Pulmonary rehabilitation course
The PR course was structured according to the international guidelines.13 The multidisciplinary team consisted of a physiotherapist, a pulmonary nurse, a pulmonary consultant, and a nutritional therapist. After the 6-week pilot with 5 patients, the course lasted 8 weeks, and the number of supervised exercise sessions varied from 11 to 16. The 1 h and 45 min exercise session was conducted twice a week and consisted of aerobic and muscle strength training for upper and lower extremities. The participants were also advised to exercise at least once a week on their own. PR was conducted at only one location, and every visit costs 8–9€ plus the costs of transportation. If the patient was not able to use his own car or the public transportation, the taxi was reimbursed, the patients’ share being 16€ one way. When patients’ performance was tested at the end of the course and compared to the results at the beginning of the course, the change was considered clinically meaningful (minimal clinical importance difference) when walking distance in the 6-minute walking test (6MWT) improved by 35 m, the chair sit-up test by 1.7 s, or the COPD assessment test (CAT) questionnaire symptom score decreased by 2 points.14–16 The PR course also included an educational lecture by a nutritional therapist and a motivational speech by a pulmonary consultant (MK). Help with smoking cessation was offered for smokers. The patients were interviewed by a physiotherapist on their individual testing visit before the start of the group training. They answered questions about their exercise habits and performance status. At the end of the course, all the participants prepared an individual exercise plan with the help of a physiotherapist. Independent training was encouraged by the COPD nurse and physiotherapists, and help was offered to find a place to exercise after the course. The information about their activity and exercise habits at 1 year were evaluated using the electronic medical records (eMR).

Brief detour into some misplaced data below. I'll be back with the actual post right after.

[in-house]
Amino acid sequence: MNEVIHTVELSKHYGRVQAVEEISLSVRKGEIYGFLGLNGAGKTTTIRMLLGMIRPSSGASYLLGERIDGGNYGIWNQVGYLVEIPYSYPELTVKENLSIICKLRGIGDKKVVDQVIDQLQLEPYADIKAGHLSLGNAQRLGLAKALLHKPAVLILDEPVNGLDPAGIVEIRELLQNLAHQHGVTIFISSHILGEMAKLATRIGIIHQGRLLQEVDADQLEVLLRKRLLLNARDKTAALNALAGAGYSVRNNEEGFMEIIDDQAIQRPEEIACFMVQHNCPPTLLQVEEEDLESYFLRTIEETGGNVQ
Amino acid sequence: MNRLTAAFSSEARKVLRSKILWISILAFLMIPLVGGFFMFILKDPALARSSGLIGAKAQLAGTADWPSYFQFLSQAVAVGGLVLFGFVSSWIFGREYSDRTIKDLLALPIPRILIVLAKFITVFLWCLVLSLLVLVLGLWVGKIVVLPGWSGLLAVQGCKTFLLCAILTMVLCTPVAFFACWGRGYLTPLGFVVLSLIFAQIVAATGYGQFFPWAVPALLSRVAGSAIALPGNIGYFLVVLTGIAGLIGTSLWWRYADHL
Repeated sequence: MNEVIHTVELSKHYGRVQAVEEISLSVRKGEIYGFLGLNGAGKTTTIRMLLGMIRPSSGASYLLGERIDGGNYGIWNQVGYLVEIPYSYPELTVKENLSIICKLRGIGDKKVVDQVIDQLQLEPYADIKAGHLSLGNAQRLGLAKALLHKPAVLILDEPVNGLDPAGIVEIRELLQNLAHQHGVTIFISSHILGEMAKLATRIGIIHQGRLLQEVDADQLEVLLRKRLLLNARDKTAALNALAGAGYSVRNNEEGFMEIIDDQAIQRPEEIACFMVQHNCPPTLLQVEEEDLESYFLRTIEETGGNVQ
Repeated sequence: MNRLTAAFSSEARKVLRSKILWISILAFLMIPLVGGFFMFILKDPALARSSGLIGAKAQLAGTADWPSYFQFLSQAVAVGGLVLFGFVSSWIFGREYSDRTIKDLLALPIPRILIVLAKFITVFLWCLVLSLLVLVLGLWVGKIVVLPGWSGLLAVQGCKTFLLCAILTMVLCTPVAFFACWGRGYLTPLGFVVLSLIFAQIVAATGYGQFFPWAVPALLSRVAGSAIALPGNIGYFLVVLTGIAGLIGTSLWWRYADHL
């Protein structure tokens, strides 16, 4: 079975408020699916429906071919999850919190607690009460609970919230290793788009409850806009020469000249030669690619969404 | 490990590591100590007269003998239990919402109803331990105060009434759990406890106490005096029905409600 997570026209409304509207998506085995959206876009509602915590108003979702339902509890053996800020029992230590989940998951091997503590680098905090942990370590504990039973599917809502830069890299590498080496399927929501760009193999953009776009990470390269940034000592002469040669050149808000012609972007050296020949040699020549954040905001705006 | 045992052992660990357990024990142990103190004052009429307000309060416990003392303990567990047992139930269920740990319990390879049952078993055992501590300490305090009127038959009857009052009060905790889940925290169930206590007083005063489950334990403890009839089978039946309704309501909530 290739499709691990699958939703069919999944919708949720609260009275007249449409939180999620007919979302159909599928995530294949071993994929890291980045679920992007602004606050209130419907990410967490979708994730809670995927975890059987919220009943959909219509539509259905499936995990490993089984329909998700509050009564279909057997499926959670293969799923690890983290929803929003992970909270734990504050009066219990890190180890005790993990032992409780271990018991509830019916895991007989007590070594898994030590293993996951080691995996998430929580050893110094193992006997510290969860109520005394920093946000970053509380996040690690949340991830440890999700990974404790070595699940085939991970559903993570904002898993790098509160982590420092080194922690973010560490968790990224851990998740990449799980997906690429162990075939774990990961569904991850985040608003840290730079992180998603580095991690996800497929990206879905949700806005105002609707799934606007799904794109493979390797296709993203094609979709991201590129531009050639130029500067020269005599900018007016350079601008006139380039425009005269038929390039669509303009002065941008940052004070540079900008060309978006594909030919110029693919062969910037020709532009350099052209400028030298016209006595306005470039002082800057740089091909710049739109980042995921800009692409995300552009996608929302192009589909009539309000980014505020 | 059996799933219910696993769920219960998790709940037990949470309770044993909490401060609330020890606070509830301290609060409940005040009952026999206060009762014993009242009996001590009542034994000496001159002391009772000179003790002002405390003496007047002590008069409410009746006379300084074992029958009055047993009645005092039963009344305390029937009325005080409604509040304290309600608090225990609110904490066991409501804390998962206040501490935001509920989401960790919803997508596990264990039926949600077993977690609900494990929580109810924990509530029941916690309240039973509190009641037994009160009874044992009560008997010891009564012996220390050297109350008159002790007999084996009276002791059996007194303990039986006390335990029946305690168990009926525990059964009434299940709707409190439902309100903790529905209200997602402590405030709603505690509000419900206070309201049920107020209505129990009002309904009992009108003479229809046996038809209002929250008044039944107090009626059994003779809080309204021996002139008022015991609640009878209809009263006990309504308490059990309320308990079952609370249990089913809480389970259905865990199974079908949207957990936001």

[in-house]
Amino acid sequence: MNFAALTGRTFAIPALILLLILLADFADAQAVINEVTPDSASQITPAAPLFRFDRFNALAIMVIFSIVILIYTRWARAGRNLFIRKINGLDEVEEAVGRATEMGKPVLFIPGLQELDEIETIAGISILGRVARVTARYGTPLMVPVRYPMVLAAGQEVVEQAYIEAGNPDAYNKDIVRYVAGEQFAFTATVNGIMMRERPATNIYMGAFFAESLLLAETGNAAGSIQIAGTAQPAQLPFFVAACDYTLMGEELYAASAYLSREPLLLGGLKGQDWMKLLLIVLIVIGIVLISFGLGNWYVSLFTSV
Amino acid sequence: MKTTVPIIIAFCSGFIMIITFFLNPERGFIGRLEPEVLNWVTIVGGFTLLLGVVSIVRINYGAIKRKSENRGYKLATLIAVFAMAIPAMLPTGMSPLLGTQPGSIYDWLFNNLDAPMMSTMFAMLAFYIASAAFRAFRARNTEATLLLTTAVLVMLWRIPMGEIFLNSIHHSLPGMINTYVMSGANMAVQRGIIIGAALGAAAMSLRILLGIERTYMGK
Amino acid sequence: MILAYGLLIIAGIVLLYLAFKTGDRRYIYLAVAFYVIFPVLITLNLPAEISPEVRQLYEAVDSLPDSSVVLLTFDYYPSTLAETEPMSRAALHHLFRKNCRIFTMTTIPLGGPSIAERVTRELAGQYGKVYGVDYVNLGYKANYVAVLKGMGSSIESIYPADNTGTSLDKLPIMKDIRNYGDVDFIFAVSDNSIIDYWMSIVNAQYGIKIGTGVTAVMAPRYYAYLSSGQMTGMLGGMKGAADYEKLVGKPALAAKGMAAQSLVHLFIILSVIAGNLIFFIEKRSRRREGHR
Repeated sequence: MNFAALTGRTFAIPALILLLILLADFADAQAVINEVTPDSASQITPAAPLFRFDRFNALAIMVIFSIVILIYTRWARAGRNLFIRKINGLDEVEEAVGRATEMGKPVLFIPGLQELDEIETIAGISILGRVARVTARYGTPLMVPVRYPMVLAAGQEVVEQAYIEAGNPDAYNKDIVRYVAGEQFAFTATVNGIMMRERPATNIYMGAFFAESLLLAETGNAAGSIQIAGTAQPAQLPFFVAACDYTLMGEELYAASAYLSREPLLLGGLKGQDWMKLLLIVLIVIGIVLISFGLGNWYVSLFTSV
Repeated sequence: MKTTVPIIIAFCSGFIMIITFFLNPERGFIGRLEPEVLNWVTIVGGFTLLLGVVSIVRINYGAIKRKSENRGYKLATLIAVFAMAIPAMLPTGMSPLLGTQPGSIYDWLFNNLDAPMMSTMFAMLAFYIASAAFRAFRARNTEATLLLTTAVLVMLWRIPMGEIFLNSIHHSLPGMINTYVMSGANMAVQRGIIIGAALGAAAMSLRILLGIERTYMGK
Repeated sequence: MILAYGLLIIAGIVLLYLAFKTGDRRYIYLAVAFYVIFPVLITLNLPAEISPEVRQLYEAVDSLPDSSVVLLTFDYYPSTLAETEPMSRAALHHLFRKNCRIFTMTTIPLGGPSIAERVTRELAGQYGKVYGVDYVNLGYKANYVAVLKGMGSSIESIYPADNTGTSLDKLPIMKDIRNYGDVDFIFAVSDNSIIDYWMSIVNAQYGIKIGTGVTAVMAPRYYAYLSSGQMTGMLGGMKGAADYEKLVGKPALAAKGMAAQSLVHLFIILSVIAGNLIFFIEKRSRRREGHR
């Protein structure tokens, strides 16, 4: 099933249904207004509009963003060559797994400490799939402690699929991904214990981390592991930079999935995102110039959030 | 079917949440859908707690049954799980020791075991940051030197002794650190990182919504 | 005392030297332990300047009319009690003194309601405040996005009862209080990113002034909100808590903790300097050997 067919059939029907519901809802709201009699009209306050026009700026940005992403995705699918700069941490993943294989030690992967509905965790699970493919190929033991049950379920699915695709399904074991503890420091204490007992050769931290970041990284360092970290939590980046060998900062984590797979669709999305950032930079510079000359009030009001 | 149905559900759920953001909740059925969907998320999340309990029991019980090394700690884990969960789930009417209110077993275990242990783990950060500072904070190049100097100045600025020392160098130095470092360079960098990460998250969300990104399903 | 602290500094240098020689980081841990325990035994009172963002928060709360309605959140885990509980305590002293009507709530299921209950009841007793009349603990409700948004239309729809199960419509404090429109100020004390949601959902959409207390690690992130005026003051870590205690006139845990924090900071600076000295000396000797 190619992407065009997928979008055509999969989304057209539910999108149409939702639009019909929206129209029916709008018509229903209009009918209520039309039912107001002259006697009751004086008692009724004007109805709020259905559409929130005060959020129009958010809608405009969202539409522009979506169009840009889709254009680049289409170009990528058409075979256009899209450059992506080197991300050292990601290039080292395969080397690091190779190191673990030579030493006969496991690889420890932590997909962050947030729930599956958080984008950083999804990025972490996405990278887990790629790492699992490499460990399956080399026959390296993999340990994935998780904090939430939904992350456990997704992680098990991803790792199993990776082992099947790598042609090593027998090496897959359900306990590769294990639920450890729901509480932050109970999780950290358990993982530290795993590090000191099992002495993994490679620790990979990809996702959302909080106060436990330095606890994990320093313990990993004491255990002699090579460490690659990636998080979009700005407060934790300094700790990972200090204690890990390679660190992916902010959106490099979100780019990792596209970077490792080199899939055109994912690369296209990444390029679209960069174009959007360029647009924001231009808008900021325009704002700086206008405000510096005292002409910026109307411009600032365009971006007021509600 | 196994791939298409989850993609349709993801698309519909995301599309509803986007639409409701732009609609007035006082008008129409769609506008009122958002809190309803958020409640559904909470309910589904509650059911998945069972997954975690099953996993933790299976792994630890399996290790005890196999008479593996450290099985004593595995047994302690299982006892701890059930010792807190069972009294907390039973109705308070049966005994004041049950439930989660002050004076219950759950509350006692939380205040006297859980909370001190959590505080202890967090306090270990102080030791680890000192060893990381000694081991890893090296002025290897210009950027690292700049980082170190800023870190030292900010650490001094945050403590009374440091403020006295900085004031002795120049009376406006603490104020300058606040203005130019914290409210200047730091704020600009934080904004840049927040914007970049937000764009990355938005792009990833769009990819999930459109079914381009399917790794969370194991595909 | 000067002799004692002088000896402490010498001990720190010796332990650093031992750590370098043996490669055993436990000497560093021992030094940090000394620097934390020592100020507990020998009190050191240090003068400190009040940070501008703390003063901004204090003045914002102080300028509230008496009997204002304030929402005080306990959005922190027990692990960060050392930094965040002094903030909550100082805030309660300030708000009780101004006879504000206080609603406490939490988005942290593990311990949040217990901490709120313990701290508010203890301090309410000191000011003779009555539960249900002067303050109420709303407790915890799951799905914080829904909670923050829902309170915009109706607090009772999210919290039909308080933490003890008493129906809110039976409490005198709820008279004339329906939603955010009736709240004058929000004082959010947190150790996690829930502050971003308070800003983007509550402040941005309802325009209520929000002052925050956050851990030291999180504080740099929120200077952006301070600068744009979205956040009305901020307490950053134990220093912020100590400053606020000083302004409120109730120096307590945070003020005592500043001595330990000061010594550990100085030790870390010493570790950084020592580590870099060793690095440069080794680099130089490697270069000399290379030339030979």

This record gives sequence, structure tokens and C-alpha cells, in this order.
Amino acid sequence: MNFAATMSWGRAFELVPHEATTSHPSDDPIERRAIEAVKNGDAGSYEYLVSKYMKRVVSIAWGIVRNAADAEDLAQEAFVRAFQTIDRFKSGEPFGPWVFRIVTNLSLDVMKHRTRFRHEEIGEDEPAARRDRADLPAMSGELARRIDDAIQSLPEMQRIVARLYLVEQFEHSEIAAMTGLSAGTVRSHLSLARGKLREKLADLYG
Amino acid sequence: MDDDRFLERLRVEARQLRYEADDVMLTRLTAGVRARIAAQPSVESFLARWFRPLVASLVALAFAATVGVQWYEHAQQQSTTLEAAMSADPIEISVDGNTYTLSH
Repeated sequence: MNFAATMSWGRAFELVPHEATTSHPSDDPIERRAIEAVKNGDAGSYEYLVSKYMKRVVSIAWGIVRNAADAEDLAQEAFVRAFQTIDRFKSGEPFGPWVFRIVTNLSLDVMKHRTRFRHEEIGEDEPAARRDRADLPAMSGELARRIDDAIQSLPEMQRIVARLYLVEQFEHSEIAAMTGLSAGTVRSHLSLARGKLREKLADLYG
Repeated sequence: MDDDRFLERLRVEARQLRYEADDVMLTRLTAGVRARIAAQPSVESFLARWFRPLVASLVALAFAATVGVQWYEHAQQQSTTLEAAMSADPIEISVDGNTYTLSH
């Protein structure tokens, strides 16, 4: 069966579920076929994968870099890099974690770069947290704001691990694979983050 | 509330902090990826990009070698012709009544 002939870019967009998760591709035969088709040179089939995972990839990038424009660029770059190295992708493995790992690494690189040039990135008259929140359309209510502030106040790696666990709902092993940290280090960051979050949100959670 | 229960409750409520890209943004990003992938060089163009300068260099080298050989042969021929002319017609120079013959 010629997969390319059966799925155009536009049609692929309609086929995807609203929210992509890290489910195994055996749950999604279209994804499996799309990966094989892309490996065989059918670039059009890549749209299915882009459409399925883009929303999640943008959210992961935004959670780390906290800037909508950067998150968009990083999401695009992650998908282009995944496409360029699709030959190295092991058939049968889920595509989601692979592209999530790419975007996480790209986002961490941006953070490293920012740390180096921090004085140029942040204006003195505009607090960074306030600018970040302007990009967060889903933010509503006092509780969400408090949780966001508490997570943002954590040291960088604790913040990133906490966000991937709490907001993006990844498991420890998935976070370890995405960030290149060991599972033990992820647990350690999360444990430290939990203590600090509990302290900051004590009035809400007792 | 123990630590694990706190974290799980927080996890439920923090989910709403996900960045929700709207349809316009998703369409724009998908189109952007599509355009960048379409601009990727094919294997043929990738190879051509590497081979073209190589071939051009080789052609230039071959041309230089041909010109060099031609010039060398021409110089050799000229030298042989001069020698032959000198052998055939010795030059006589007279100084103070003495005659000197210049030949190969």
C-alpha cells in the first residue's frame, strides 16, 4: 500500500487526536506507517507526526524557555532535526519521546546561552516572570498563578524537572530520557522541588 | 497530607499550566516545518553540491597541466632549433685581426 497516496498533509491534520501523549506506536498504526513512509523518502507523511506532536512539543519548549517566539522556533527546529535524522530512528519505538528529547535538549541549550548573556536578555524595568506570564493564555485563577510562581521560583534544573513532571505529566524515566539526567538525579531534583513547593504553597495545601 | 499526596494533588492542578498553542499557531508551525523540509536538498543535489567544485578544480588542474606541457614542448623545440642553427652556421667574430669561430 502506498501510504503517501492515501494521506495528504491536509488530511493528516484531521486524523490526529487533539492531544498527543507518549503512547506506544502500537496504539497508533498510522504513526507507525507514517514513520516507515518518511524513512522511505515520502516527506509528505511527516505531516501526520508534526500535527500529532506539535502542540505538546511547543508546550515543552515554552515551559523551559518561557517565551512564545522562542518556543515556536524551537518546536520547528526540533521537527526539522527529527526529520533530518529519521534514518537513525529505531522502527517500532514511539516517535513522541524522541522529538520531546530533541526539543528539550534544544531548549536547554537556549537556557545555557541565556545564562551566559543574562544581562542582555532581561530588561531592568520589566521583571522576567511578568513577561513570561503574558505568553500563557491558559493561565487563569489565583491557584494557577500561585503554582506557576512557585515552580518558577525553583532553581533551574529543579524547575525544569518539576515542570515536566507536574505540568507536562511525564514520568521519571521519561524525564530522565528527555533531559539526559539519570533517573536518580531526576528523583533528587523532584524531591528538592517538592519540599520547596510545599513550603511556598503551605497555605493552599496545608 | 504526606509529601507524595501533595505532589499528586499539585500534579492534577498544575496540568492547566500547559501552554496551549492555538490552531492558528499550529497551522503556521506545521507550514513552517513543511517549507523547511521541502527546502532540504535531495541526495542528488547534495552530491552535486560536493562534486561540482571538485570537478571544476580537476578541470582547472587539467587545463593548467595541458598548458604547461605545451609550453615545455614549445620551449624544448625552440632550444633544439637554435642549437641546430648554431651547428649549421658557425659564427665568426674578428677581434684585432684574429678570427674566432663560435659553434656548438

To understand the hospital resources needed to treat COPD exacerbations in the city of Helsinki, we evaluated all hospital admissions with COPD (ICD10 code J44) listed among the discharge diagnoses in 2014. A single consultant in pulmonary medicine (MK) evaluated the diagnostic criteria and all hospital treatment periods for the next 12 months or until death using eMR. The diagnosis of COPD was confirmed on the basis of clinical history of the disease, smoking history, and FEV1/FVC (forced expiratory volume in 1 s/forced vital capacity) ratio <0.7 in the latest spirometry. When spirometry results were lacking, the diagnosis was confirmed by the author by consistent clinical signs and symptoms, use of COPD medication, and smoking history. The criteria for COPD exacerbation was documented dyspnea or obstructive breathing, use of short/long-acting bronchodilators, oral or intravenous corticosteroids, and possibly antibiotics during the hospital stay.